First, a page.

Narrative pacing is the speed the reader perceives events to happen in the storyline. It influences how quickly the audience reads through a story. Writing style such as using short, clipped sentences or long, drawn-out paragraphs can shape how the reader accepts or notices the progression of events in the story. Dense description with an ample amount of attention to detail is another technique used when creating narrative pace. A successful use of this technique can slow the processing of information down, slowing the narrative pace and creating suspense.
Gillian Flynn’s use of a steady narrative pace in her novel, Sharp Objects, helps to create suspense and tension.
Sharp Objects is written in the first-person point of view of newspaper reporter Camille Parker, who is back in her hometown to cover the recent gruesome murders of young girls committed there. Camille's narration is casual, her inner monologue a blunt description combined with her first reactions and feelings.
At intelligently selected points, Flynn teases readers along, while hand-feeding essential information, creating a dramatic build-up to the climax. At other points of the novel, she speeds up the action without running over big plot points, allowing readers to process the drama and suspense. The steady narrative pace of Sharp Objects is at a natural ebb and flow, keeping readers on their toes without losing steam or progressing too quickly.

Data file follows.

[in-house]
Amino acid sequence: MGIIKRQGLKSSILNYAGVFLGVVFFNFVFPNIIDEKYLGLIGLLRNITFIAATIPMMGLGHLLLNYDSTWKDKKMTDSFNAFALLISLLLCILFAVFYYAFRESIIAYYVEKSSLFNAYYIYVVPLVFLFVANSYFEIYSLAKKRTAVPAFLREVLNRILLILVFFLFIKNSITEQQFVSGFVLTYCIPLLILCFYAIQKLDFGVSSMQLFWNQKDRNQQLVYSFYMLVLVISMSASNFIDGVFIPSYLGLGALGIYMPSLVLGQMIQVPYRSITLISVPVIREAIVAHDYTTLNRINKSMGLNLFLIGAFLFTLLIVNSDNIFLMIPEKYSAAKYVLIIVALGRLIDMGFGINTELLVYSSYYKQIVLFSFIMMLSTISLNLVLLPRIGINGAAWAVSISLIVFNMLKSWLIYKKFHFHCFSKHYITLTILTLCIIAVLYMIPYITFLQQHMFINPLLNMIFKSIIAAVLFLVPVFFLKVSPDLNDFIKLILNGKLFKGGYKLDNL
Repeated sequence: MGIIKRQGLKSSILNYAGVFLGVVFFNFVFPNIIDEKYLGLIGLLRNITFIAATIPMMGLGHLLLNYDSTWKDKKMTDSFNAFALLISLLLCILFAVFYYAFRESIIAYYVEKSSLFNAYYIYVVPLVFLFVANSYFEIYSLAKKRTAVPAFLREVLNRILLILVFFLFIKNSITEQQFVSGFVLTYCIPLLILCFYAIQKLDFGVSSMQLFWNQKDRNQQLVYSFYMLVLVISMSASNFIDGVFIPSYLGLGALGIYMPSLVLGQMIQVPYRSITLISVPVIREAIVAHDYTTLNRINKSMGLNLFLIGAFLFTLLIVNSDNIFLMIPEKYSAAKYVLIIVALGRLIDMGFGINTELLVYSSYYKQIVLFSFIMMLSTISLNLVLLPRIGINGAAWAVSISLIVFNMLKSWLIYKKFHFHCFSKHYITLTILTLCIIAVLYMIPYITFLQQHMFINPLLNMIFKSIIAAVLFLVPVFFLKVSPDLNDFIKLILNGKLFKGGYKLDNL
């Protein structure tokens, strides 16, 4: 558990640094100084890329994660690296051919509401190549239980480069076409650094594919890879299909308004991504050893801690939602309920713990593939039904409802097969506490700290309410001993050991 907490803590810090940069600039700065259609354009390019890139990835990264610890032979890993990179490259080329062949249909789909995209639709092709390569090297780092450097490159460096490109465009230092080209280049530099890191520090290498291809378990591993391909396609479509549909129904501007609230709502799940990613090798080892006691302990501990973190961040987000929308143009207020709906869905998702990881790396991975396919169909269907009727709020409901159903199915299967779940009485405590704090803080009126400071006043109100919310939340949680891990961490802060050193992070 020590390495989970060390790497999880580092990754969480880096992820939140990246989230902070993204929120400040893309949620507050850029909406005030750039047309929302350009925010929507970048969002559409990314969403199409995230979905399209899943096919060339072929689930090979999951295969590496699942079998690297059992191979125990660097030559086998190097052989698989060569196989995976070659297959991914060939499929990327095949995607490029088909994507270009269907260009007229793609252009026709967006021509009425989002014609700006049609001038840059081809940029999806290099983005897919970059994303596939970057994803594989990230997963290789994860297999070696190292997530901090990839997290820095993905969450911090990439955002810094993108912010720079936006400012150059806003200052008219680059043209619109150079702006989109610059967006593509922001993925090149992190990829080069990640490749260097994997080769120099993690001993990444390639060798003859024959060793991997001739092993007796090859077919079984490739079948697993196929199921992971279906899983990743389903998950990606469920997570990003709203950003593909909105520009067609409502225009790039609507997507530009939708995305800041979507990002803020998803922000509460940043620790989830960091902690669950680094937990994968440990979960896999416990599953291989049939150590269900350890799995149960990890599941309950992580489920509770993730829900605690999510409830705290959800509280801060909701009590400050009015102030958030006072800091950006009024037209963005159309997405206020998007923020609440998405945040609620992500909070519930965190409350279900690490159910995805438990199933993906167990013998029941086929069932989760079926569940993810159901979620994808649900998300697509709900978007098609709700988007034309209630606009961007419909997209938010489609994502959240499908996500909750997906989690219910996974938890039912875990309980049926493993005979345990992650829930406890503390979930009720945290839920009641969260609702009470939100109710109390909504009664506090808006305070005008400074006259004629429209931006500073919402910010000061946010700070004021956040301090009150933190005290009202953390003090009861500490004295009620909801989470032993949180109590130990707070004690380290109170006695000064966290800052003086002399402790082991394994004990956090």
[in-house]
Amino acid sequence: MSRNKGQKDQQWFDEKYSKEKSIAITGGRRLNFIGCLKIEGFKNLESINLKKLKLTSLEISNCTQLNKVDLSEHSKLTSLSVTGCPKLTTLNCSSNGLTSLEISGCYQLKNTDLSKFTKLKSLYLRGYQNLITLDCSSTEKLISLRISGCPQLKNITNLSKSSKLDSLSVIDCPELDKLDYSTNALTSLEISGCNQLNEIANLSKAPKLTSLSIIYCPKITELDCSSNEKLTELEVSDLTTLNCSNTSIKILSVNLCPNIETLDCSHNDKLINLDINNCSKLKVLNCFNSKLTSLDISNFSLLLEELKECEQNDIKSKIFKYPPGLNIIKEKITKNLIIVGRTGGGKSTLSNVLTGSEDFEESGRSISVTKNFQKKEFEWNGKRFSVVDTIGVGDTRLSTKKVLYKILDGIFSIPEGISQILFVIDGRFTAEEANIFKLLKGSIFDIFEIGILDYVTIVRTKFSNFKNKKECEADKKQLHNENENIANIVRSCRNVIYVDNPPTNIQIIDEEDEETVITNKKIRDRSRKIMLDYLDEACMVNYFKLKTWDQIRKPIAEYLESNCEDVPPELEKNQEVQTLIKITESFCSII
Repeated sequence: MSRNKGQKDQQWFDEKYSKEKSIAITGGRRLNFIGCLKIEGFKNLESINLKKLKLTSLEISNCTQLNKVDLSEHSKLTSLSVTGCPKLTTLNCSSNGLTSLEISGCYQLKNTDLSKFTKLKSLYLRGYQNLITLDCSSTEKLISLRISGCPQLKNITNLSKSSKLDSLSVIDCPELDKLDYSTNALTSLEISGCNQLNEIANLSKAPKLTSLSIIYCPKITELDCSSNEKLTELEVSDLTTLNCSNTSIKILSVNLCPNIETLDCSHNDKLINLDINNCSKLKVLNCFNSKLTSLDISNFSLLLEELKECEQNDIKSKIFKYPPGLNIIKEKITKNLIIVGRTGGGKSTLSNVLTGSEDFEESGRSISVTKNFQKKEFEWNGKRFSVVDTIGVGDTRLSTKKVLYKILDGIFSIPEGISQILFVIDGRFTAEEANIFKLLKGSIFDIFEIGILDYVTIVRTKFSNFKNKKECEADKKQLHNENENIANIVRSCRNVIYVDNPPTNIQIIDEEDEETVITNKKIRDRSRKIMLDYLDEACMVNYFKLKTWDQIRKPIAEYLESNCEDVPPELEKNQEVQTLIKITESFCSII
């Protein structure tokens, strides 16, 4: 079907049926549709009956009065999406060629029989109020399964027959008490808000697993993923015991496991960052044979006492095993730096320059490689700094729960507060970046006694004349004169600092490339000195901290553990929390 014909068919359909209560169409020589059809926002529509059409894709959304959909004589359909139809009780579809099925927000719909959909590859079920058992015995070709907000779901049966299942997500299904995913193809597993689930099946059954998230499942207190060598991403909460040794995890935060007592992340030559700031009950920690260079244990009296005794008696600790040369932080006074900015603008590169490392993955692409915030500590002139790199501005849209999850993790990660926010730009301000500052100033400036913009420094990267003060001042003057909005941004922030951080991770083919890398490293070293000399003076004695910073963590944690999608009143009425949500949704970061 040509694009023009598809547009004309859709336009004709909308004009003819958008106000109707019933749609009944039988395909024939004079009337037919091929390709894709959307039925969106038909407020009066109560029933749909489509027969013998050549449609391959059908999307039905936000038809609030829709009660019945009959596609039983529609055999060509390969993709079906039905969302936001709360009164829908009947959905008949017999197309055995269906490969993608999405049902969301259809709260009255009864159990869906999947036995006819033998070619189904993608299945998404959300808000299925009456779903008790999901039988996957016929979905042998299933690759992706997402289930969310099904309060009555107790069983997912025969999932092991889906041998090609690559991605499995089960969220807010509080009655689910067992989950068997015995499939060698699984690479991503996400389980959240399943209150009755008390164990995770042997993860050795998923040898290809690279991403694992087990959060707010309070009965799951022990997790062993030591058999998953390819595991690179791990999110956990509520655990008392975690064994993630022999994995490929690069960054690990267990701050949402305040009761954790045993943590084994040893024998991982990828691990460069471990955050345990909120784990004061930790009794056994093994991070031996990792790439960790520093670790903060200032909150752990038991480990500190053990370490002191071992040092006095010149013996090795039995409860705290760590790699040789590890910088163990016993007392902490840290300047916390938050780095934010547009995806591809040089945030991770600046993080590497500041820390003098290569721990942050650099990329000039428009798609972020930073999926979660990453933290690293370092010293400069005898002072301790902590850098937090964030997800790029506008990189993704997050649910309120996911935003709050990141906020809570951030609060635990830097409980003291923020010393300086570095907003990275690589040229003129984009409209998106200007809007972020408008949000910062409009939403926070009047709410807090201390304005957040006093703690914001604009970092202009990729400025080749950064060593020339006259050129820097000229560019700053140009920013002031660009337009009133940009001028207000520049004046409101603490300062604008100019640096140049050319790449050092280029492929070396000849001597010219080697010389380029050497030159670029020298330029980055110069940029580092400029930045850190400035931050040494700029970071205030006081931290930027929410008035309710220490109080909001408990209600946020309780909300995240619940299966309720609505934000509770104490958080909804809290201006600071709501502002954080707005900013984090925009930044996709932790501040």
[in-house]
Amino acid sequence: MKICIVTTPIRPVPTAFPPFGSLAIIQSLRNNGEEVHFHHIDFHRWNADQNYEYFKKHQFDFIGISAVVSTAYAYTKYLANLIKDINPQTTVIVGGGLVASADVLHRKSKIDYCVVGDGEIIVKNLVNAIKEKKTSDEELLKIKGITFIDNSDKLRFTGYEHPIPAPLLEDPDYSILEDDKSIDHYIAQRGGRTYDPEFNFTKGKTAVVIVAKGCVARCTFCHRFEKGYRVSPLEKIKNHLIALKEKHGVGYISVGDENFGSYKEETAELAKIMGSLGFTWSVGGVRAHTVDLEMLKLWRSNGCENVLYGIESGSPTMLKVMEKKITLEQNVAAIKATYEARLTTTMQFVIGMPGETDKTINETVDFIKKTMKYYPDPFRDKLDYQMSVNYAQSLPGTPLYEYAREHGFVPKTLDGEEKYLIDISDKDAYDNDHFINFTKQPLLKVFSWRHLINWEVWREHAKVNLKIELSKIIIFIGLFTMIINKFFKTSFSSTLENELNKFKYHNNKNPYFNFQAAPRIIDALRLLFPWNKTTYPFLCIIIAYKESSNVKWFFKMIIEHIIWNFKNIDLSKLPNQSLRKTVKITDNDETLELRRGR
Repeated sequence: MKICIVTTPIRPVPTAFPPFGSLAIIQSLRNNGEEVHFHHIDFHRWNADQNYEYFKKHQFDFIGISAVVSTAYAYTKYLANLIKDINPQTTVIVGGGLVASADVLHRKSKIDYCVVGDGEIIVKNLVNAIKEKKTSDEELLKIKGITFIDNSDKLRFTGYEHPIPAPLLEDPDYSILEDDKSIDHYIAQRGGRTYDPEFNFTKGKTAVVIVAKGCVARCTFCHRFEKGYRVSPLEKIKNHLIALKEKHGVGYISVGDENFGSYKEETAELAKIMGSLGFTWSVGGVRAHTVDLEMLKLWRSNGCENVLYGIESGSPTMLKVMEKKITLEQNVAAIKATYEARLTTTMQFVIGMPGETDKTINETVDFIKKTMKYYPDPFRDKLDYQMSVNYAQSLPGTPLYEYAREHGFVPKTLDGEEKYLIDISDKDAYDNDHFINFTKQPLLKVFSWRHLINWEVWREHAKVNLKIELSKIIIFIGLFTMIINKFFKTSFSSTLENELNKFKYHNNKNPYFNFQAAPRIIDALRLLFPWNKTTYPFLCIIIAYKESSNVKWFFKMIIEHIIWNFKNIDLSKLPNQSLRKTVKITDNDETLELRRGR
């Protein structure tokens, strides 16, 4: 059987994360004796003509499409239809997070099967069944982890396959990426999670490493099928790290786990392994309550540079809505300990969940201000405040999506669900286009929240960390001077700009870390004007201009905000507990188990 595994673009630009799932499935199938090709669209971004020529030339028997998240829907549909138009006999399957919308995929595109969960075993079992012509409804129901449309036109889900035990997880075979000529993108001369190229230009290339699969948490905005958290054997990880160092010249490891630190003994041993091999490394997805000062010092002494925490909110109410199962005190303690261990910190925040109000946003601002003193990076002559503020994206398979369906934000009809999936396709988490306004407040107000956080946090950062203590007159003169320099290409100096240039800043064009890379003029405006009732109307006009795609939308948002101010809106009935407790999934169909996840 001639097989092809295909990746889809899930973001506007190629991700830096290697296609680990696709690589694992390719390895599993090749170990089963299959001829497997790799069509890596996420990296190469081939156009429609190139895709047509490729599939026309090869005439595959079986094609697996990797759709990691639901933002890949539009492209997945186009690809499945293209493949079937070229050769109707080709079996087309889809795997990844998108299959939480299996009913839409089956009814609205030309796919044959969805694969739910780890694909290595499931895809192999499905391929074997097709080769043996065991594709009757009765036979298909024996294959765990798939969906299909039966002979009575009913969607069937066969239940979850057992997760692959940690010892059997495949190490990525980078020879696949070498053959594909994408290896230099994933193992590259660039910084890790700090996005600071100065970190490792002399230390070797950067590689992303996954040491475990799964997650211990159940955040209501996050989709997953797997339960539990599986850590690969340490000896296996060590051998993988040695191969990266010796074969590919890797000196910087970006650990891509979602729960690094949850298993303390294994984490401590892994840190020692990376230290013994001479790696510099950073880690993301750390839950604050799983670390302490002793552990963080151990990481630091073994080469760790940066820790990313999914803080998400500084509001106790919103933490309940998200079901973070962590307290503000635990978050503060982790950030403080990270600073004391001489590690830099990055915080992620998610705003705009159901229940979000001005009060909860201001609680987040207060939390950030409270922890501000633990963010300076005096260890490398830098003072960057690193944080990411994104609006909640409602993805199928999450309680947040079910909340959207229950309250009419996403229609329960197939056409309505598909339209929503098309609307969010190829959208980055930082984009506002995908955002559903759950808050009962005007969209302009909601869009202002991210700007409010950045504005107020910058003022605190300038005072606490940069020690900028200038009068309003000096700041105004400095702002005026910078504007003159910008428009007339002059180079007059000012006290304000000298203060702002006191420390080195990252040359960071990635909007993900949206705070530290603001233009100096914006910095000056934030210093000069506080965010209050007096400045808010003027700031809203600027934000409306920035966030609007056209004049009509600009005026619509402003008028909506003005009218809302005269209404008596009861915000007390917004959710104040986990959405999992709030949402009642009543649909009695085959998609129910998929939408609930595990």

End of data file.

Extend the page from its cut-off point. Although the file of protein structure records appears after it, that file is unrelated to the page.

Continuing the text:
“My eyes picked up images in meaningless flashes: The grimy rubber tip of the old man’s cane. A pink mole on the back of the woman’s neck. The Band-Aid on Natalie Keene’s knee.” (Flynn 43) At this point of the novel, Flynn quickens the narrative pace using flashes of imagery as Camille processes the information. The reader flows through the narrative processing information and events as quickly as Camille receives the information and processes it.
The steady pace Flynn created with Camille’s narration in Sharp Objects builds tension and suspense in the storyline, allowing the reader to understand the information at the same time as the main character. Sharing in the character’s wonderment, speculation, and astonishment generates mood and tone heavy with suspense.
Flynn also utilizes the steady pace in Sharp Objects with the slow drip of information. The clues are gradually revealed throughout the novel by withholding crucial information until a precise moment. This handfeeding of information to the readers helps to build suspense and structure the tension throughout the book.
The natural ebb and flow of Sharp Objects’ steady pace speeds up at the right points of the novel and slows with the narrator’s internal processing. Keeping the reader at the same conscious pace as the protagonist helps to keep the audience’s attention. The narrative pace in Sharp Objects does not lose steam during exposition scenes or go too quickly during action scenes. The pacing of Sharp Objects is steady, moving readers through the story with enough information drips, action, and horror to create a thriller that’s hard to put down.
Flynn, Gillian. 2006. Sharp Objects. [Kindle Fire Edition]. E-ISBN: 978-0-307-35148-7.